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4 definitions found
 for expiration
From The Collaborative International Dictionary of English v.0.48 :

  Expiration \Ex`pi*ra"tion\, n. [L. expiratio,exspiratio: cf. F.
     expiration. See Expire.]
     1. The act of expiring; as:
        (a) (Physiol.) The act or process of breathing out, or
            forcing air from the lungs through the nose or mouth;
            as, respiration consists of inspiration and
            expiration; -- opposed to inspiration.
        (b) Emission of volatile matter; exhalation.
            [1913 Webster]
                  The true cause of cold is an expiration from the
                  globe of the earth.               --Bacon.
        (c) The last emission of breath; death. "The groan of
            expiration." --Rambler.
        (d) A coming to a close; cessation; extinction;
            termination; end.
            [1913 Webster]
                  Before the expiration of thy time. --Shak.
            [1913 Webster]
     2. That which is expired; matter breathed forth; that which
        is produced by breathing out, as a sound.
        [1913 Webster]
              The aspirate "he," which is . . . a gentle
              expiration.                           --G. Sharp.
        [1913 Webster]

From WordNet (r) 3.0 (2006) :

      n 1: a coming to an end of a contract period; "the expiry of his
           driver's license" [syn: termination, expiration,
      2: euphemistic expressions for death; "thousands mourned his
         passing" [syn: passing, loss, departure, exit,
         expiration, going, release]
      3: the act of expelling air from the lungs [syn: exhalation,
         expiration, breathing out]

From Moby Thesaurus II by Grady Ward, 1.0 :

  151 Moby Thesaurus words for "expiration":
     Aqua-Lung, Z, annihilation, apodosis, artificial respiration,
     aspiration, asthmatic wheeze, bane, biological death, breath,
     breath of air, breathing, broken wind, catastrophe, ceasing,
     cessation, cessation of life, clinical death, close, closing, coda,
     concluding, conclusion, consummation, cough, crack of doom,
     crossing the bar, culmination, curtain, curtains, death,
     death knell, debt of nature, decease, demise, denouement,
     departure, destination, destiny, discontinuance, discontinuation,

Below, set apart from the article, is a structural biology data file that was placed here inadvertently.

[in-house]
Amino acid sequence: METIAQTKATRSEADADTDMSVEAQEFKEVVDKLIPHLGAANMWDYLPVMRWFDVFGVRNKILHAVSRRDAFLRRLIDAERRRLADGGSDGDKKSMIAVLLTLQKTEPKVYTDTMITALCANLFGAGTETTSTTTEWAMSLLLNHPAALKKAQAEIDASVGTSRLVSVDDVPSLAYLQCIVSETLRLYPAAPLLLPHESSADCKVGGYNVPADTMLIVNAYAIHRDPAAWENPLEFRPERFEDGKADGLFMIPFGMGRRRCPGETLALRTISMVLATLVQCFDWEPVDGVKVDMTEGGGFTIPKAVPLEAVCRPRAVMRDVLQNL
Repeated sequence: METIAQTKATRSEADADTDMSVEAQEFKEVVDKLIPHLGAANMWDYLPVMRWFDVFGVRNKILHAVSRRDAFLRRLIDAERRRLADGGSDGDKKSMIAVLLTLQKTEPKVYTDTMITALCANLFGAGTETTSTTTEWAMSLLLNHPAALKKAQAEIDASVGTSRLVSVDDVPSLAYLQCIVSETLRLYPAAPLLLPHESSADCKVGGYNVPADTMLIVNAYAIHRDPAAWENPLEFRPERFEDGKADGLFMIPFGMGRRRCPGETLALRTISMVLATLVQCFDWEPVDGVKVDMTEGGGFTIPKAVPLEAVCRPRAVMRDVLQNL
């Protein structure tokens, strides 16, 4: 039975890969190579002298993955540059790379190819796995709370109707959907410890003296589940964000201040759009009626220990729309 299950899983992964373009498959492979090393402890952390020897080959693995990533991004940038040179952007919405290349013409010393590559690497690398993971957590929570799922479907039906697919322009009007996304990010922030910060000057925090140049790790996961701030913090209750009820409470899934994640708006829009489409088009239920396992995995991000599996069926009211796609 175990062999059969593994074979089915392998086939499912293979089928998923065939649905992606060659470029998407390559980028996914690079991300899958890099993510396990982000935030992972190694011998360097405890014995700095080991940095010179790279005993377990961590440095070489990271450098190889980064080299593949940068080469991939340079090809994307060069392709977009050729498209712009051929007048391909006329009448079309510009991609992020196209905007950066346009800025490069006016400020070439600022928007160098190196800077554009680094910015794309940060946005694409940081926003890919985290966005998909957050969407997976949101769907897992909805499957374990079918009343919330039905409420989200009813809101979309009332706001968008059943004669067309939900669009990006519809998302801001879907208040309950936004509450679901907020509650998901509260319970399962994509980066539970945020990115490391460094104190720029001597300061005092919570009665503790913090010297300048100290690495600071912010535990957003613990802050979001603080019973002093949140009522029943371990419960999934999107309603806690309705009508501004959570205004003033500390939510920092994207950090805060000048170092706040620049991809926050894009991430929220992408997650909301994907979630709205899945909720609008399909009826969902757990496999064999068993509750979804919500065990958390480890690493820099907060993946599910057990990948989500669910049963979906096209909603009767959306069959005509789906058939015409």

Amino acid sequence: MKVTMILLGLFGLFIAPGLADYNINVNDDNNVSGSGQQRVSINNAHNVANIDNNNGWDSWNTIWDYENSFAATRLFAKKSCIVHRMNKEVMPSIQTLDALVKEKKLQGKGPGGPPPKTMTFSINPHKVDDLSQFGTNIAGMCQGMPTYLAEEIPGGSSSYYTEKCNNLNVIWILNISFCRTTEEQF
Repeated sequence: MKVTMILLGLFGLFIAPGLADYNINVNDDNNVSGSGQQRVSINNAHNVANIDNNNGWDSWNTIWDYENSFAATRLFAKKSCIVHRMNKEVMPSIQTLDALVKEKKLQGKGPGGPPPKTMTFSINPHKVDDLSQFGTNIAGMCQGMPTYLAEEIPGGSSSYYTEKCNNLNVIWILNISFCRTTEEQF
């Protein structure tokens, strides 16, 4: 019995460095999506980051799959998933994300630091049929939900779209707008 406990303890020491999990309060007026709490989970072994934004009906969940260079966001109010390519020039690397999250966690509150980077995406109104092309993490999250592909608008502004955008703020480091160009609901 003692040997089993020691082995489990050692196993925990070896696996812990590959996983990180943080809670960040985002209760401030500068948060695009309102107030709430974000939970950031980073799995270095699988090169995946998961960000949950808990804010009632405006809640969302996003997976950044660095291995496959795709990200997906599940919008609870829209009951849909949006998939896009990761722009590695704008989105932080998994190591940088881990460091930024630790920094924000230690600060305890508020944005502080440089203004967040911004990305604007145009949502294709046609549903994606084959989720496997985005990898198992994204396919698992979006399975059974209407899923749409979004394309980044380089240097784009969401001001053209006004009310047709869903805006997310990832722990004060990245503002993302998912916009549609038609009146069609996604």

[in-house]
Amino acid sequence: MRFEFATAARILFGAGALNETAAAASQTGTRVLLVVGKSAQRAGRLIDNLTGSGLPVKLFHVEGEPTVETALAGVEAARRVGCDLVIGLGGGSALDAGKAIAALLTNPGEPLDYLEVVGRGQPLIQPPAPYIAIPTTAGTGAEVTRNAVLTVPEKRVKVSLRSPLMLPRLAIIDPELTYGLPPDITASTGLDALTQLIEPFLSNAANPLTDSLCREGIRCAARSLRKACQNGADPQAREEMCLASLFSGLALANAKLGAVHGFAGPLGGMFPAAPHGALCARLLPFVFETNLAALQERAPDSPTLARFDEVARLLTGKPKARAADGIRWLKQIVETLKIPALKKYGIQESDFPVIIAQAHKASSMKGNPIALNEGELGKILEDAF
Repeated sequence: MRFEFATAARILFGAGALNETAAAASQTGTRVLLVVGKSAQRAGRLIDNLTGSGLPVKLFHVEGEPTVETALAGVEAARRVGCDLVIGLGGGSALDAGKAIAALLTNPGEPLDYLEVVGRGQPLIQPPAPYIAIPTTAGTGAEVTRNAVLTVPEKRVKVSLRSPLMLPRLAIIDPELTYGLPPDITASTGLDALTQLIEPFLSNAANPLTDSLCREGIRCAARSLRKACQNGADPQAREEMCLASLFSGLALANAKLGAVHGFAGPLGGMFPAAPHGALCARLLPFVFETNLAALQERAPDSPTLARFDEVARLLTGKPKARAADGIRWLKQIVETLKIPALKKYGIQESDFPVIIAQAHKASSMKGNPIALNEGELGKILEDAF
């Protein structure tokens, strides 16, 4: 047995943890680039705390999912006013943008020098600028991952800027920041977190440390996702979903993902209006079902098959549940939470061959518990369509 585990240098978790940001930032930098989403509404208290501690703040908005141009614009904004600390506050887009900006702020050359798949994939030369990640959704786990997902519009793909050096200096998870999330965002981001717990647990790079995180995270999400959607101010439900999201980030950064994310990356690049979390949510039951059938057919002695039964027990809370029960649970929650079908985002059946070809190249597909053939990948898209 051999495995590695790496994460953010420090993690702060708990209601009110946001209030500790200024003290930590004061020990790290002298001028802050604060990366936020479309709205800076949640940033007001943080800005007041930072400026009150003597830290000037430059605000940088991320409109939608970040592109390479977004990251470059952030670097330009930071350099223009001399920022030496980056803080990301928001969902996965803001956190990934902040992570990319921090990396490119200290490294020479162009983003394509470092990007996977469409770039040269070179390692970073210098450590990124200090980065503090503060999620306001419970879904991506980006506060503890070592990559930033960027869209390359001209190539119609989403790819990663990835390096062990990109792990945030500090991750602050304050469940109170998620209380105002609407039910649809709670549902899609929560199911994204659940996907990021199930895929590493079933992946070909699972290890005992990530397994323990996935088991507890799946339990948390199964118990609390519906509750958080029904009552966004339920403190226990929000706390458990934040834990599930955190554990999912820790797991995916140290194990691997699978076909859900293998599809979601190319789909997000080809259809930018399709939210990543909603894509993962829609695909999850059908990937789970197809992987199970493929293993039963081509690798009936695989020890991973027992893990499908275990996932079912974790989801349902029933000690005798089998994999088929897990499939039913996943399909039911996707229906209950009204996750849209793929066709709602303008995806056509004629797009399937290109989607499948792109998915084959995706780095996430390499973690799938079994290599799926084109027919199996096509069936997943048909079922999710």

dissolution, doom, dying, ebb of life, effect, end, end of life,
     end point, ending, envoi, epilogue, eschatology, eternal rest,
     exhalation, exit, expiry, exsufflation, extinction, extinguishment,
     fate, final solution, final summons, final twitch, final words,
     finale, finality, finger of death, finis, finish, gasp, goal,
     going, going off, grave, gulp, hack, hand of death, hiccup,
     inhalation, inhalator, inspiration, insufflation, iron lung,
     izzard, jaws of death, knell, last, last breath, last debt,
     last gasp, last muster, last rest, last roundup, last sleep,
     last things, last trumpet, last words, latter end, leaving life,
     loss of life, making an end, mouth-to-mouth resuscitation, omega,
     oxygen mask, oxygen tent, pant, parting, passing, passing away,
     passing over, payoff, period, perishing, peroration, puff, quietus,
     release, resolution, respiration, rest, resting place, reward,
     scuba, sentence of death, shades of death, shadow of death, sigh,
     sleep, sneeze, sniff, sniffle, snore, snoring, snuff, snuffle,
     somatic death, sternutation, stertor, stoppage, stopping place,
     summons of death, suspiration, swan song, term, terminal,
     termination, terminus, wheeze, wind, windup

From Bouvier's Law Dictionary, Revised 6th Ed (1856) :

  EXPIRATION. Cessation; end. As, the expiration of, a lease, of a contract, 
  or statute. 
       2. In general, the expiration of a contract puts an end to all the 
  engagements of the parties, except to those which arise from the non-
  fulfillment of obligations created during its existence. For example, the 
  expiration of a partnership so dissolves it, that the parties cannot in 
  general create any new liability, but it still subsists, to enable the 
  parties to fulfill engagements in which the partners have engaged, or to 
  compel others to perform their obligations towards them. See Dissolution; 
       3. When a statute is limited as to time, it expires by mere lapse of 
  time, and then it has no force whatever; and, if such a statute repealed or 
  supplied a former statute, the first statute is, i so facto, revived by the 
  expiration of the repealing statute; 6 Whart. 294; 1 Bland, R. 664 unless it 
  appear that such was not the intention of the legislature. 3 East, 212 Bac. 
  Ab. Statute, D. 

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